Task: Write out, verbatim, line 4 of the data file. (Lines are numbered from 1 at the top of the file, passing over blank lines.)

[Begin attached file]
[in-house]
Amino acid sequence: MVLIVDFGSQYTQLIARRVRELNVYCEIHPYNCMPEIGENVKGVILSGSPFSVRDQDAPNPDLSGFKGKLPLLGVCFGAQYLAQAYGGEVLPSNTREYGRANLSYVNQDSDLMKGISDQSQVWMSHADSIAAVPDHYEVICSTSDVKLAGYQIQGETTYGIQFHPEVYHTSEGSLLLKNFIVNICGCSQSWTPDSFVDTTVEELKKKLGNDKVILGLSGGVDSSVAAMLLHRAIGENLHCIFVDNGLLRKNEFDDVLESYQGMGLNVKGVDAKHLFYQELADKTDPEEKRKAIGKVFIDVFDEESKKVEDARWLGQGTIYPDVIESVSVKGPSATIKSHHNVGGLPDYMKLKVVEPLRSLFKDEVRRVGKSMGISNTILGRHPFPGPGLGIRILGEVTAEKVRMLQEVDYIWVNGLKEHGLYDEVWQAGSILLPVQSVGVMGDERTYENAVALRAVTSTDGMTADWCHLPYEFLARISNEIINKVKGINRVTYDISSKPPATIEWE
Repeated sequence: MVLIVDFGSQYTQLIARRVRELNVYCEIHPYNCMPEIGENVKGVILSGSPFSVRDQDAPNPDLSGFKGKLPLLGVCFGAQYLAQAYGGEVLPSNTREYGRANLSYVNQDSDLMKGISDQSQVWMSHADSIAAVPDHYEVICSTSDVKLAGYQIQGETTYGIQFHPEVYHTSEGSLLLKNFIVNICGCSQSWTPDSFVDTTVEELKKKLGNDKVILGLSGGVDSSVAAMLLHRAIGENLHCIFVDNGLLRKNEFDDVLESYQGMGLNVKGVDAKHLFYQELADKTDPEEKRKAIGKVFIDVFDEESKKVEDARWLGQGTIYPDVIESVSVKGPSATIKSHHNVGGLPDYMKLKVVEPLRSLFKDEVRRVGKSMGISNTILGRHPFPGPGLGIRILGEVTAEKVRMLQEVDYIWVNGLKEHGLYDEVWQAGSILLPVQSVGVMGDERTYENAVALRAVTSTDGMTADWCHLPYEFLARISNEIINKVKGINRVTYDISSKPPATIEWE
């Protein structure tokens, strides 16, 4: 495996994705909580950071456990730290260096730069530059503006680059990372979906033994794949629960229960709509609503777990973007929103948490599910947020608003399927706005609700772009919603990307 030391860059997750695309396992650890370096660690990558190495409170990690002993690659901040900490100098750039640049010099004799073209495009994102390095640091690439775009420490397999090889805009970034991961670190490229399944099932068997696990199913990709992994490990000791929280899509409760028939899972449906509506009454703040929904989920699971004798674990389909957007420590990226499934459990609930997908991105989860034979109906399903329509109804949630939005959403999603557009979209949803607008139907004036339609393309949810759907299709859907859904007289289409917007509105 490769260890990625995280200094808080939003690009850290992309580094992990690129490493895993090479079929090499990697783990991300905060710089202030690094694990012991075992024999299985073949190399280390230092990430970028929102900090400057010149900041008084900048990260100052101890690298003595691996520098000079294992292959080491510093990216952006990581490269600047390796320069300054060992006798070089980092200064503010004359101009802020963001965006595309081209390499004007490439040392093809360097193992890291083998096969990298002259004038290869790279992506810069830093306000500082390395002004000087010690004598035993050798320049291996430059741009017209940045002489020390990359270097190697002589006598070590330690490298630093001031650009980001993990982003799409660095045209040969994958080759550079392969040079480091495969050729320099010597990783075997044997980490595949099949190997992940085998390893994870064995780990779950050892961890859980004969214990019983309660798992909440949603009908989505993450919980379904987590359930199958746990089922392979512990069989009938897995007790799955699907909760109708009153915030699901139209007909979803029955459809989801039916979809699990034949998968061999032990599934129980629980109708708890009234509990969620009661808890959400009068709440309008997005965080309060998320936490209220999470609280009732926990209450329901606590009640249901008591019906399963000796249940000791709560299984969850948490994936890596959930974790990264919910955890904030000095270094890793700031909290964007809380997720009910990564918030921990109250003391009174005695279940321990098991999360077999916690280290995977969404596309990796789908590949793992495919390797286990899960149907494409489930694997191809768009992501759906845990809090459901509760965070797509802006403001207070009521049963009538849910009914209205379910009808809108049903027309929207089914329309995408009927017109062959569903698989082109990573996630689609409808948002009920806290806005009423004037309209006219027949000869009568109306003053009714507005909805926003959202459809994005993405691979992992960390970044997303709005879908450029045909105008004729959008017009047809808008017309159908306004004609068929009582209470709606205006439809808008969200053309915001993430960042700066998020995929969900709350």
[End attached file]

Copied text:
């Protein structure tokens, strides 16, 4: 495996994705909580950071456990730290260096730069530059503006680059990372979906033994794949629960229960709509609503777990973007929103948490599910947020608003399927706005609700772009919603990307 030391860059997750695309396992650890370096660690990558190495409170990690002993690659901040900490100098750039640049010099004799073209495009994102390095640091690439775009420490397999090889805009970034991961670190490229399944099932068997696990199913990709992994490990000791929280899509409760028939899972449906509506009454703040929904989920699971004798674990389909957007420590990226499934459990609930997908991105989860034979109906399903329509109804949630939005959403999603557009979209949803607008139907004036339609393309949810759907299709859907859904007289289409917007509105 490769260890990625995280200094808080939003690009850290992309580094992990690129490493895993090479079929090499990697783990991300905060710089202030690094694990012991075992024999299985073949190399280390230092990430970028929102900090400057010149900041008084900048990260100052101890690298003595691996520098000079294992292959080491510093990216952006990581490269600047390796320069300054060992006798070089980092200064503010004359101009802020963001965006595309081209390499004007490439040392093809360097193992890291083998096969990298002259004038290869790279992506810069830093306000500082390395002004000087010690004598035993050798320049291996430059741009017209940045002489020390990359270097190697002589006598070590330690490298630093001031650009980001993990982003799409660095045209040969994958080759550079392969040079480091495969050729320099010597990783075997044997980490595949099949190997992940085998390893994870064995780990779950050892961890859980004969214990019983309660798992909440949603009908989505993450919980379904987590359930199958746990089922392979512990069989009938897995007790799955699907909760109708009153915030699901139209007909979803029955459809989801039916979809699990034949998968061999032990599934129980629980109708708890009234509990969620009661808890959400009068709440309008997005965080309060998320936490209220999470609280009732926990209450329901606590009640249901008591019906399963000796249940000791709560299984969850948490994936890596959930974790990264919910955890904030000095270094890793700031909290964007809380997720009910990564918030921990109250003391009174005695279940321990098991999360077999916690280290995977969404596309990796789908590949793992495919390797286990899960149907494409489930694997191809768009992501759906845990809090459901509760965070797509802006403001207070009521049963009538849910009914209205379910009808809108049903027309929207089914329309995408009927017109062959569903698989082109990573996630689609409808948002009920806290806005009423004037309209006219027949000869009568109306003053009714507005909805926003959202459809994005993405691979992992960390970044997303709005879908450029045909105008004729959008017009047809808008017309159908306004004609068929009582209470709606205006439809808008969200053309915001993430960042700066998020995929969900709350």